• SCAI Statement on EACTS Response to EXCEL Trial Investigation

    December 10, 2019

    This week, leaders of the European Association for Cardiothoracic Surgery (EACTS) withdrew their support for European practice guidelines that endorse the use of coronary stents in many patients with left main coronary artery disease. EACTS leadership claims the results of the EXCEL randomized clinical trial1 were misleading because the protocol definition of myocardial infarction (MI), based on the SCAI definition of MI2, did not align with the Third Universal Definition of MI3 developed collaboratively by the European Society of Cardiology, the American College of Cardiology, the American Heart Association, and World Health Foundation. These definitions differ in the recommended biomarker measurements and thresholds for adjudicating a peri-procedural MI. EACTS leaders further expressed concern that mortality rates were greater among stent-treated patients in EXCEL, and suggested that the trial leadership was not forthcoming about this observation.

    The authors of the EXCEL trial preferred the SCAI definition of MI because it is based on the best available evidence linking biomarker abnormalities to subsequent mortality in large clinical trials, avoids ascertainment bias, and uses the same criteria for PCI and bypass surgery4. The SCAI definition has been used in multiple clinical trials because it avoids the pitfall of tabulating MI events that are small enough to have little clinical impact. Instead, the SCAI definition permits assessment of MI events that are likely to be clinically relevant.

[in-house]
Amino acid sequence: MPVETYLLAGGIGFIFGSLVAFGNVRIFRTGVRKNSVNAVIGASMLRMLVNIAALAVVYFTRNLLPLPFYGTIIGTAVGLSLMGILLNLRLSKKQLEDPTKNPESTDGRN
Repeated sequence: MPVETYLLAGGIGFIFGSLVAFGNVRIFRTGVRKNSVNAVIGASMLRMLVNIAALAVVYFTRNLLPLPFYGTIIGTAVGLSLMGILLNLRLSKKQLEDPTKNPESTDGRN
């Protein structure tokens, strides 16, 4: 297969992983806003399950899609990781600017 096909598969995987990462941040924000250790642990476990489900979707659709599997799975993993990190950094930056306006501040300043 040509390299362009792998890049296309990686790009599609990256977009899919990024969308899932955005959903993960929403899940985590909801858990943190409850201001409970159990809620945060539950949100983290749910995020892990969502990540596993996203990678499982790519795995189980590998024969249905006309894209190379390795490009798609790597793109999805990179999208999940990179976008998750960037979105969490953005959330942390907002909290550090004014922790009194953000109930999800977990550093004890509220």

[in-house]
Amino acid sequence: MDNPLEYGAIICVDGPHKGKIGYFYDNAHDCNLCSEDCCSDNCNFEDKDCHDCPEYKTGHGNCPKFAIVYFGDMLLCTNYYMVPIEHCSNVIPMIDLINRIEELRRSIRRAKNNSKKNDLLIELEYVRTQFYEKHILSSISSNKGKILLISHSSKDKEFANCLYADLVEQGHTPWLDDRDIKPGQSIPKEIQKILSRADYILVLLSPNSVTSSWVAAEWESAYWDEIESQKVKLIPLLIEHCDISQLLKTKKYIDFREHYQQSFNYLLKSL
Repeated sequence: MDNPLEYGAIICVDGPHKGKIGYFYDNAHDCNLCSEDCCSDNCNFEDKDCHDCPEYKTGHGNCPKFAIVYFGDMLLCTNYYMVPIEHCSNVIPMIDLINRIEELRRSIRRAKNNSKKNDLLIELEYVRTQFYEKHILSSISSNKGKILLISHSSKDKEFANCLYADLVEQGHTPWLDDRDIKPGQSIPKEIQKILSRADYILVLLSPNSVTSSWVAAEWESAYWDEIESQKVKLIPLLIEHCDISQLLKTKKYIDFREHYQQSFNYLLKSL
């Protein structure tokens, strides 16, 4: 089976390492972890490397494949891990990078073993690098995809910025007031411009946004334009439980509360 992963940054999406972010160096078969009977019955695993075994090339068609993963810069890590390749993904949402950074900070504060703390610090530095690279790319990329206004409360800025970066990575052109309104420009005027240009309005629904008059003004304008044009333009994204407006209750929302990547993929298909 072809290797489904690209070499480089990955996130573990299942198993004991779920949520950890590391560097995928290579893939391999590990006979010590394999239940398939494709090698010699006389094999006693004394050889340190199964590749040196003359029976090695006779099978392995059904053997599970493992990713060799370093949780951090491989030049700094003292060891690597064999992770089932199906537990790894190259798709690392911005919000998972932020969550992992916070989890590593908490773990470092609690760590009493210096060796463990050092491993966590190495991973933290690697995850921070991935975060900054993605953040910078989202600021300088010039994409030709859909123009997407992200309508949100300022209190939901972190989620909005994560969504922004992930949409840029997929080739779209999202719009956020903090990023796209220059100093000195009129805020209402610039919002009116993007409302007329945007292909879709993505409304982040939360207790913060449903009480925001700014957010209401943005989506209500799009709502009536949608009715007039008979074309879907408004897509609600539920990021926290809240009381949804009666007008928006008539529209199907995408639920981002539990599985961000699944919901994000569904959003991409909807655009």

Cumulative event curves for all-cause death for the two treatment groups in EXCEL were superimposable for the first 18 months after treatment, but separated from 18 to 36 months.  Even though the difference was not statistically important at 3 years1, it raised concerns that death rates would rise further for PCI-treated patients.  For this reason, the recent publication of 5 year follow-up for EXCEL patients in the New England Journal of Medicine5 was welcomed. The paper shows that all-cause mortality remains higher for PCI-treated patients (13% versus 9.9%), but no difference in definite cardiovascular death was observed (5% versus 4.5%).  The powered composite endpoint of death, stroke, or MI was not different at 3 or 5 years of follow up.

    SCAI respectfully disagrees with EACTS regarding EXCEL. While all-cause mortality is an important endpoint to follow, the EXCEL trial was neither designed nor powered to assess differences in this endpoint.  Lethal differences in treatment effectiveness would be expected to manifest as differences in cardiovascular death rates; while this was also an unpowered observation, the lack of any difference in definite cardiovascular death at 5 years is reassuring. SCAI endorses the guidelines in Europe and the United States that support use of coronary stents for treatment of left main coronary artery disease in appropriately selected patients.

    1. Stone GW, Sabik JF, Simonton CA, et al.  Everolimus-eluting stents of bypass surgery for left main coronary artery disease.  New Engl J Med 2016;375:2223-35.
    2. Moussa ID, Klein LW, Shah B, et al. Consideration of a new definition of clinically relevant myocardial infarction after coronary revascularization: an expert consensus document from the Society for Cardiovascular Angiography and Interventions (SCAI).  J Am Coll Cardiol 2013;62:1563-70.
    3. Thygesen K, Alpert JS, Jaffe AS. et al. Third universal definition of myocardial infarction.  Eur Heart J 2012;33:2551-67.
    4. Moussa ID, Stone GW. Myocardial infarction after percutaneous coronary intervention and coronary artery bypass grafting surgery.  Time for a unifying definition.  JACC: Cardiovasc Interv 2017;10:1508-10.
    5. Stone GW, Kappetein AP, Sabik JF, et al. Five year outcomes after PCI or CABG for left main coronary artery disease. New Engl J Med 2019;381:1820-30.

     

    Read the response from the EXCEL Investigators